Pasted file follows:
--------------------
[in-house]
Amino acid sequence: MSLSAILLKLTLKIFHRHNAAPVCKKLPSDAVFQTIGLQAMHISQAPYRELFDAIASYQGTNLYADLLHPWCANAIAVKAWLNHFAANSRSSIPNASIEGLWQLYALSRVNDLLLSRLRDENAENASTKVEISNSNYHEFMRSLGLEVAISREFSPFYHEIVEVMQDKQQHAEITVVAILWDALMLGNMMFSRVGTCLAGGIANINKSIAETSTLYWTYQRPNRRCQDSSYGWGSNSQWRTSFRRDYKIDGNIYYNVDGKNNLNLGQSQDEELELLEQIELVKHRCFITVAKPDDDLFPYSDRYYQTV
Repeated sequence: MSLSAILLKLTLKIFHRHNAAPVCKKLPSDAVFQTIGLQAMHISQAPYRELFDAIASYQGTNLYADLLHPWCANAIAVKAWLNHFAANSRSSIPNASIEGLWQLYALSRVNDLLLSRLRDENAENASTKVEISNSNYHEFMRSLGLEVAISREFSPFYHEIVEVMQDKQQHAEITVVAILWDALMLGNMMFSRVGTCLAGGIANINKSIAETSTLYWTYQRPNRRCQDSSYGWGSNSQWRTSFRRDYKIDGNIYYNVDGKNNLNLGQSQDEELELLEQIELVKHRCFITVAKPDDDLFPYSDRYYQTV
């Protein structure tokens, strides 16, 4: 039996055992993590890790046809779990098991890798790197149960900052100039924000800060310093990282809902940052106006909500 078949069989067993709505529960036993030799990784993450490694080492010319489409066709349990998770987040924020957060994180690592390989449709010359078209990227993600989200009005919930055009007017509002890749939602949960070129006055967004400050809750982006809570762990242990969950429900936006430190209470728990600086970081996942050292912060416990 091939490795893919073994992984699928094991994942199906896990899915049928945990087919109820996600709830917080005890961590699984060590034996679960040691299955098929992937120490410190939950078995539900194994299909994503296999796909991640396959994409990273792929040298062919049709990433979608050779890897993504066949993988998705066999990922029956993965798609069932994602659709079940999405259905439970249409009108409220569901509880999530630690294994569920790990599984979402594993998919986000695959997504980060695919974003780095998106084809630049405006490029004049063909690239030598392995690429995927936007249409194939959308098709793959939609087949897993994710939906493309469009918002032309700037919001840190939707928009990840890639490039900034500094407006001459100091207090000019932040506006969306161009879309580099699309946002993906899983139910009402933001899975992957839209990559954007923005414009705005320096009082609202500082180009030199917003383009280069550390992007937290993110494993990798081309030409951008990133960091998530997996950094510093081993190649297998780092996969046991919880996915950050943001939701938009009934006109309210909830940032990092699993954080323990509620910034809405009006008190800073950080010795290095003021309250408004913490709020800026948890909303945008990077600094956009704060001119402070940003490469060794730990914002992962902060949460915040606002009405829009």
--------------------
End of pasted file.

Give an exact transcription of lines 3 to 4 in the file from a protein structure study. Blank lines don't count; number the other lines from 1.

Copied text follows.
Repeated sequence: MSLSAILLKLTLKIFHRHNAAPVCKKLPSDAVFQTIGLQAMHISQAPYRELFDAIASYQGTNLYADLLHPWCANAIAVKAWLNHFAANSRSSIPNASIEGLWQLYALSRVNDLLLSRLRDENAENASTKVEISNSNYHEFMRSLGLEVAISREFSPFYHEIVEVMQDKQQHAEITVVAILWDALMLGNMMFSRVGTCLAGGIANINKSIAETSTLYWTYQRPNRRCQDSSYGWGSNSQWRTSFRRDYKIDGNIYYNVDGKNNLNLGQSQDEELELLEQIELVKHRCFITVAKPDDDLFPYSDRYYQTV
């Protein structure tokens, strides 16, 4: 039996055992993590890790046809779990098991890798790197149960900052100039924000800060310093990282809902940052106006909500 078949069989067993709505529960036993030799990784993450490694080492010319489409066709349990998770987040924020957060994180690592390989449709010359078209990227993600989200009005919930055009007017509002890749939602949960070129006055967004400050809750982006809570762990242990969950429900936006430190209470728990600086970081996942050292912060416990 091939490795893919073994992984699928094991994942199906896990899915049928945990087919109820996600709830917080005890961590699984060590034996679960040691299955098929992937120490410190939950078995539900194994299909994503296999796909991640396959994409990273792929040298062919049709990433979608050779890897993504066949993988998705066999990922029956993965798609069932994602659709079940999405259905439970249409009108409220569901509880999530630690294994569920790990599984979402594993998919986000695959997504980060695919974003780095998106084809630049405006490029004049063909690239030598392995690429995927936007249409194939959308098709793959939609087949897993994710939906493309469009918002032309700037919001840190939707928009990840890639490039900034500094407006001459100091207090000019932040506006969306161009879309580099699309946002993906899983139910009402933001899975992957839209990559954007923005414009705005320096009082609202500082180009030199917003383009280069550390992007937290993110494993990798081309030409951008990133960091998530997996950094510093081993190649297998780092996969046991919880996915950050943001939701938009009934006109309210909830940032990092699993954080323990509620910034809405009006008190800073950080010795290095003021309250408004913490709020800026948890909303945008990077600094956009704060001119402070940003490469060794730990914002992962902060949460915040606002009405829009």